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7/28/05

Iran: Human rights lawyer Shirin Ebadi accuses appeals court of refusing to call victim's witnesses

TEHRAN, 28 Jul 2005 (IRIN) - Human rights lawyer and Nobel Laureate Shirin Ebadi has angrily denounced an appeal court that has heard the case of murdered Canadian photojournalist, Zahra Kazemi.


Nobel Laureate Shirin Ebadi

Ebadi, one of the lawyers for the Kazemi family, condemned the court for refusing to call the family's witnesses, despite promises made by the judiciary two months ago and has said the legal proceedings were not legitimate. She said the court showed no interest in her legal arguments. She has asked to present new evidence.

"So far they've not taken into account any of the issues that we raised in our appeal and they've not called any of our witnesses," she told reporters on Tuesday.

"I'm an optimist by nature and I hope that this case will be settled fairly inside Iran by Iranian judges. But should that not prove the case, my duty as a lawyer is to follow this case until my dying day and I will use all means, domestic and international," the rights activist said.

Foreign media and diplomats were not allowed into the court and Ebadi accused the judiciary of staging the hearing by filling the courtroom with security and judicial officials. But judiciary spokesman Jamal Karimi Rad denied the accusations.

Zahra Kazemi, who was 54, was taking photographs of protestors outside Tehran's notorious Evin prison in July 2003 when she was arrested by police. She was beaten to death in custody.

Despite holding Canadian and Iranian nationality, the Iranian government recognised her only as an Iranian citizen and the case has seriously strained relations between the two countries. Ottawa has accused the Iranian judiciary of a cover-up.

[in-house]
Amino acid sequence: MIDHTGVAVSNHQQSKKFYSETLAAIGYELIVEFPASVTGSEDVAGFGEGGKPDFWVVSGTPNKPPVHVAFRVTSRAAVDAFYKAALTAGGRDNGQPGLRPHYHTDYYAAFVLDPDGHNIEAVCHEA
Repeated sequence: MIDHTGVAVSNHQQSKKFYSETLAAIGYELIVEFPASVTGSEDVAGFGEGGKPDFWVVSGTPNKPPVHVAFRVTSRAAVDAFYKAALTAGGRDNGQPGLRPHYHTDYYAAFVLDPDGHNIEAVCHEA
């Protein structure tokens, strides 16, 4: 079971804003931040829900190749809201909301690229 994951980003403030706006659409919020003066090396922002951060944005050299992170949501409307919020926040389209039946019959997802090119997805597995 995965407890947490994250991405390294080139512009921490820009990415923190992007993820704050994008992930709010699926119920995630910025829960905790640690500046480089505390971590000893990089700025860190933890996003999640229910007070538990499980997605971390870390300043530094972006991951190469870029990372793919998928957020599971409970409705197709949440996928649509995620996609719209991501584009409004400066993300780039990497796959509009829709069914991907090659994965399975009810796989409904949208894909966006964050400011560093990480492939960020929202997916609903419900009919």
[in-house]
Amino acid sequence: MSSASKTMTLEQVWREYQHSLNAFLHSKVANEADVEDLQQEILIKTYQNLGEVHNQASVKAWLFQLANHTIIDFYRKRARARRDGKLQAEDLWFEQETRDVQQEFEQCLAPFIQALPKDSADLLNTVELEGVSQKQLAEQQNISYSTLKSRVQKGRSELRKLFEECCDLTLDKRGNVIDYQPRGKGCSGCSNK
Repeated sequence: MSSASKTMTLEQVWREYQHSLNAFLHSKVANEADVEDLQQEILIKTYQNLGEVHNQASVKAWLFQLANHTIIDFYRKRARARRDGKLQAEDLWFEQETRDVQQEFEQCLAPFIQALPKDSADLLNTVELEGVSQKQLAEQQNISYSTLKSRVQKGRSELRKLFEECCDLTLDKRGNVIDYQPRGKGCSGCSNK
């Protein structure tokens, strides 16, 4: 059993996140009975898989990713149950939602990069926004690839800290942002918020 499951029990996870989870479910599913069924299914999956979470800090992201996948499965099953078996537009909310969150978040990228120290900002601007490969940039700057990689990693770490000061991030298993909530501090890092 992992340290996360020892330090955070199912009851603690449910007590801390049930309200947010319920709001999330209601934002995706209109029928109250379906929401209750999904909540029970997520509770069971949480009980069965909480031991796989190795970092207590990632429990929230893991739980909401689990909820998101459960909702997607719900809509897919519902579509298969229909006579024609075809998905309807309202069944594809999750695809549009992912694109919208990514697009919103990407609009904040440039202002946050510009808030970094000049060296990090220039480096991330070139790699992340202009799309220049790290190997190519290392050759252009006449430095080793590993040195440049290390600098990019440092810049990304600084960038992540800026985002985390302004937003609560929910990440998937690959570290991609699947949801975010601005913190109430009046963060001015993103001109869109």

The Iranian government has acknowledged that Kazemi was beaten in prison although the judiciary has said that she may not have died due to the beatings but after a fall.

The ongoing case has been riddled with controversy and proceedings have been marred by diplomatic spats. Canada has been demanding the return of Kazemi's body so that it can carry out its own autopsy, but Iran has continually refused the request. Kazemi's body was quickly buried after her death. Kazemi's mother claimed she was pressurised into authorising the burial.

In July 2004 a reformist intelligence officer was tried for Kazemi's murder, but the officer was acquitted due to lack of evidence. Ebadi and Kazemi's family claimed he was simply being used as a scapegoat. They claim the real killer is a judiciary official.


The above article comes to you via IRIN, a UN humanitarian information unit, but may not necessarily reflect the views of the United Nations or its agencies. UN Office for the Coordination of Humanitarian Affairs 2004

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